When the trailers for this film hit all the usual channels, the unusual pairing of Sonam Kapoor and Dhanush had the audience talking. Ms Kapoor known for her glamorous real life persona was shown as a simple girl in a small town whilst Dhanush, in contrast, was being shown as a common street boy falling for the girl. Apart from this, not much else was known about the film; however it was clear that it was set in a political landscape. A R Rahman�۪s music score for this film had got people talking with the title song and ��Tum Tak�۪ hitting the airwaves, perfectly melodious for the warm summer nights.
In the streets of Benares, a young Kundan (Dhanush) is causing havoc when he spots little Zoya (Sonam Kapoor) praying and instantly falls in love. From then on, he devotes his life to Zoya and grows up adoring her from a distance, desperate for her to notice him. After plucking up the courage, cajoled by his best mate (Mohammed Zeeshan Ayyub), teenager Kundan finally tells Zoya how he feels and receives a slap for his trouble. Kundan will not give up and gets slapped 16 times by Zoya before he even finds out her name. She finally falls for him after he threatens to kill himself by slitting his wrist with a blade. However, their love is not meant to be and as soon as Muslim Zoya�۪s parents find out she likes Hindu Kundan, they cast her away to live with her aunt. Eight years later, Zoya returns a young woman where Kundan has been silently binding his time waiting for his lady love to return.
First things first, this is not your typical average Bollywood love story and it should be taken as such. The film takes you on such a journey that it is easy to immerse yourself within the lives of these characters. It has been a while since a male actor has led a film so strongly and Dhanush does this flawlessly. His charisma as a small town innocent boy in love growing up into a disillusioned young man is brilliant and he really can hold his head high for this film. Looks can be deceiving and playing Kundan in this film, it needed an actor who could be the underdog and he carries this off with charm. Ms Kapoor certainly has upped her game when it comes to her acting skills and she is convincing as Zoya and matches Dhanush�۪s emotions in every scene.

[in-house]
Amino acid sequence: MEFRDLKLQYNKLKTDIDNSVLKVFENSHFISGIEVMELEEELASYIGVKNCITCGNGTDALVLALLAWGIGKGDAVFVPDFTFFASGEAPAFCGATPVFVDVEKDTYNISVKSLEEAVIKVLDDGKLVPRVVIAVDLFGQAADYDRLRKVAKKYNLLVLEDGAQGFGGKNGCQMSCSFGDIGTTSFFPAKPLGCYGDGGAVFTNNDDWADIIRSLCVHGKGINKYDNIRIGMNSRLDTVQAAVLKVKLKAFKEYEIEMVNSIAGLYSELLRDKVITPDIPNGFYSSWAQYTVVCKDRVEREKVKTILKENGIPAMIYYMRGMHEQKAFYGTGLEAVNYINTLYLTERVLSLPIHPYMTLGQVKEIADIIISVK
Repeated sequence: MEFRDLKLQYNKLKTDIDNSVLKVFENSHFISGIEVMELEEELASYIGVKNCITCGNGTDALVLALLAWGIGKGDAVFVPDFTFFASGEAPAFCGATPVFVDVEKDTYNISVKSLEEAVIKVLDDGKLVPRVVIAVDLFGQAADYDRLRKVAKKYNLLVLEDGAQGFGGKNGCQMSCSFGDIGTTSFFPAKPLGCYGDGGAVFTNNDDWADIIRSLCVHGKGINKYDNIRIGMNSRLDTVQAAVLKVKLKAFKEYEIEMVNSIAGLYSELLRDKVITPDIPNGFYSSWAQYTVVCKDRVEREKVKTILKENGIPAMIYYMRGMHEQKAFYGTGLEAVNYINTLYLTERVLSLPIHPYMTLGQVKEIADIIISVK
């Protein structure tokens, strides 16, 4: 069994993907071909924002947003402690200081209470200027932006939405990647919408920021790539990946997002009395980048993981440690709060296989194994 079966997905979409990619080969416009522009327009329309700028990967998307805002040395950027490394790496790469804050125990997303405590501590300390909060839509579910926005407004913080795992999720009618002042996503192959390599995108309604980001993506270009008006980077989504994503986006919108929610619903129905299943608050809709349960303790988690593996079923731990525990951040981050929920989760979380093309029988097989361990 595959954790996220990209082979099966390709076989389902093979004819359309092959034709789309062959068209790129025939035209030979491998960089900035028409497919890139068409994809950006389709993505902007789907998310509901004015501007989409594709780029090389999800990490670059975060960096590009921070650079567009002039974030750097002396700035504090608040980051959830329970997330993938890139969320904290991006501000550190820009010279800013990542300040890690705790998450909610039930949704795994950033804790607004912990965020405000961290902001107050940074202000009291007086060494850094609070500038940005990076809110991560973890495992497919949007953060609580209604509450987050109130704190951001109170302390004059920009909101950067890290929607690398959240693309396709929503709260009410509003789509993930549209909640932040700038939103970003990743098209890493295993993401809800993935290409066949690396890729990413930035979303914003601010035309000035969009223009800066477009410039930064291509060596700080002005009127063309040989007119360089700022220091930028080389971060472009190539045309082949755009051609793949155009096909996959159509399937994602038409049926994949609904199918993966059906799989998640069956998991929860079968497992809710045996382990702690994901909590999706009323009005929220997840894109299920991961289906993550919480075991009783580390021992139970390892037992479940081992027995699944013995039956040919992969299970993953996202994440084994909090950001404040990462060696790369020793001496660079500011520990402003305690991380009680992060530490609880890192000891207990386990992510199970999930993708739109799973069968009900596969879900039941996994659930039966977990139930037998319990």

The supporting cast in this film have to be mentioned as they really do add life to this film. Mohammed Zeeshan Ayyub as Kundan�۪s quirky and yet brutally honest best friend compliments Dhanush perfectly and their banter keeps the audience laughing even in the most emotion heavy scenes. Swara Bhaskar is also great as Kundan�۪s smitten childhood companion who really does not have a look in with him but always continues to try to get his attention. ��The only person who came across as miscast was Abhay Deol as Zoya�۪s love interest as he looks a lot older than a college student and though he is a pivotal character, it is hard to see what Zoya sees in him.
There definitely is an air of director Aanand Rai trying to tackle some serious political issues which are preying on the minds of young people in India. There is the vague mention of women being harassed on the streets of Delhi in one scene and the country�۪s casual take towards it. Political corruption is also rife in the latter part of this film and there is a particularly amusing scene where the privileged friends of Zoya try to ponder why people are poor in India. Religion is another issue being tackled in a big way but whether the big questions are answered, it is hard to tell.
The music soundtrack by A R Rahman is flawless in this film and blends into the storyline, bringing scenes to life and truly adding colour to the screenplay. ��Tum Tak�۪ and ��Tu Mun Shudi�۪ are very well contrasted into the film and the nature of the soundtrack means that it helps make the story flow rather than act as a break for the audience.
Raanjhaana is a true surprise of a film and really is worth a watch in any case, if only to see Dhanush really excelling in his acting debut. The characters of this film are treated as real people and brutally so, but this is what makes this film appealing. In an era where Bollywood films are airbrushed even more than the actors themselves, it is refreshing to see a film that shows the reality that young people face in a relatively small town landscape.
Star rating: ****